We boarded the busses back to town around 1:30 and got back to our hotel just before 2:00. Even though we were exhausted from the days activities, we decided it wouldn’t be a real weekend without an after party. So after a quick Italian shower and some cleaning up we spent the next hour searching for “Friends Bar,” the first Canadian bar I have ever been to. After a map with horrible directions and several Japanese people steering us in giant circles, we found ourselves in a bar with about 100 other foreigners, a dance party, a dog, and an all you can drink special. Just as the evening was starting to look up the sound system died and we headed back to the hotel for 4 hours rest before catching a train back home at 10:30.
This is probably the only time I’ll be a part of this festival. It was far too much standing around and waiting, and the danger on the platform felt very real. As scary as it was at times it was definitely worth it. One more Japanese experience to put in the books/blog.
Monday, February 4, 2008
Tokyo is Tight
As you may or may not know my birthday is February 1st. Last year I didn’t really do any thing significant while in Japan so this year I decided that it would be proper to go out and do it right for once. My Japanese teacher has a son who spent the past 4 years going to school in Tokyo, and he suggested that we go spend the weekend in Tokyo with his girlfriend and her friends. I called up my buddy Dave and after some booking arrangements we hopped on a bus and headed north.
We rolled into Tokyo around 6 in the morning and headed over to Tsukiji fish market. This is possibly the largest and highest quality fish market in the world. We saw so many creatures of the sea I couldn’t even keep track. Everything you can imagine from Tuna to giant octopus tentacles was available for sale and fresh as can be. We grabbed some fresh sashimi before heading over to the Sony showroom in Ginza.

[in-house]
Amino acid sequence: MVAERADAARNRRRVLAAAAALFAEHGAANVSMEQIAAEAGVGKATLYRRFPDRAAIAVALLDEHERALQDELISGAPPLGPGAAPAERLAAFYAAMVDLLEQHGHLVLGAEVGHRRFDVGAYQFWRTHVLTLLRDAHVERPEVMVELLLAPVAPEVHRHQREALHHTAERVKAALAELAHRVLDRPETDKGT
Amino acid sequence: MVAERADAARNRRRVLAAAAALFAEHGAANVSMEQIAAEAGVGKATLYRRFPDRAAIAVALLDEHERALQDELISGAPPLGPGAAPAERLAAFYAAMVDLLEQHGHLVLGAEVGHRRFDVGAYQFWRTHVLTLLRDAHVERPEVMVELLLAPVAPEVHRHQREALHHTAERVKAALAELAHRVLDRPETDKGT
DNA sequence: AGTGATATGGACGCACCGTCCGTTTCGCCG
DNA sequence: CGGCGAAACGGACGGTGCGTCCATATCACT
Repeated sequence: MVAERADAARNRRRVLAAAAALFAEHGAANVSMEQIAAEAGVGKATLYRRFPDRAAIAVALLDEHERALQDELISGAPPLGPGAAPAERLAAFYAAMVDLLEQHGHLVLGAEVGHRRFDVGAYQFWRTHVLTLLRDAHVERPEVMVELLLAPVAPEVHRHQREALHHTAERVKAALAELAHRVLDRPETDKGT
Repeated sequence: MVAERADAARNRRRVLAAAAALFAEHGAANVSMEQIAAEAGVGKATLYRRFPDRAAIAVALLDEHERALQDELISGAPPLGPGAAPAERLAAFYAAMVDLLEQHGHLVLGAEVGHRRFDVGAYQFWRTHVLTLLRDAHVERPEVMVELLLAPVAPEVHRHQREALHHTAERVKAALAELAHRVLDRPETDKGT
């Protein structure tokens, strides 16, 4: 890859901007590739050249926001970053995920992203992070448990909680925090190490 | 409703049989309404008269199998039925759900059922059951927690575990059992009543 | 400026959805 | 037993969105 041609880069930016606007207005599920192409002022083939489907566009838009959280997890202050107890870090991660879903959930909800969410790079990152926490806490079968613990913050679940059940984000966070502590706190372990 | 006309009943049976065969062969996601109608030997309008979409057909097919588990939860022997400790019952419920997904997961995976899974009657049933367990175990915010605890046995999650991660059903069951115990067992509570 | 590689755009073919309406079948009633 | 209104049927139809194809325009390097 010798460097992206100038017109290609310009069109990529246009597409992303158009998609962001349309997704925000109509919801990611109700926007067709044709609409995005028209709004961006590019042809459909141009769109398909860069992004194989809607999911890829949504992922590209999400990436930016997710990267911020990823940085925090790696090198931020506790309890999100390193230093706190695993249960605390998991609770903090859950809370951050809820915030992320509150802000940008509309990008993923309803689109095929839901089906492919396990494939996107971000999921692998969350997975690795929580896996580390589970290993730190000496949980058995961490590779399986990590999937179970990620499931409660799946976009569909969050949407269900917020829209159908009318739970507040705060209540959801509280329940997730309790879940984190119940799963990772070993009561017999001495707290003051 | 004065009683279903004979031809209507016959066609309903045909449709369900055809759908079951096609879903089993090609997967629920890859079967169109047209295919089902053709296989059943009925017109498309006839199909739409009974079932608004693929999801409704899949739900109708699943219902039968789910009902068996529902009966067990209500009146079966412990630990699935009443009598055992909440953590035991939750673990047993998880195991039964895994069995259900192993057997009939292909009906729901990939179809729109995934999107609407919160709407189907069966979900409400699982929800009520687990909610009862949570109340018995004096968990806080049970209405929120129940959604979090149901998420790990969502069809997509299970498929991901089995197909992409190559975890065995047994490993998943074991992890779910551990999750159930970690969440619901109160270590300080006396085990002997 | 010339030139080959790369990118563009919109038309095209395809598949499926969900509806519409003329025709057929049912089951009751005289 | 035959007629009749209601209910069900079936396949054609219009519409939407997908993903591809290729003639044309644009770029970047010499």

Sony recently came out with an amazing new screen less than a millimeter thick and, besides the PS3 being a bit of a flop, they tend to come out with more and more cool toys to play with. We spent about an hour walking from the first floor to the eighth checking out how rad HD handi cams are and watching some strange new speaker system called Rolly. Took some pictures and then had to run to meet my Japanese teachers son for lunch.
Dave and I showed up about 10 minutes late to Shinjuku station (home to the busiest intersection in the world.) to meet my friend Tom. He claimed that the ramen restaurant we were going to eat at was famous in Tokyo. In the ten minutes it took us to walk to the shop the shop went from being famous to being the best ramen in Tokyo and finally declared the Best Ramen in Japan. We had to wait for 30 minutes just to be seated. I was expecting a lot and was not disappointed. Big chunks of pork, great vegetables, and some original sauce combined to make for the best ramen I have ever tasted.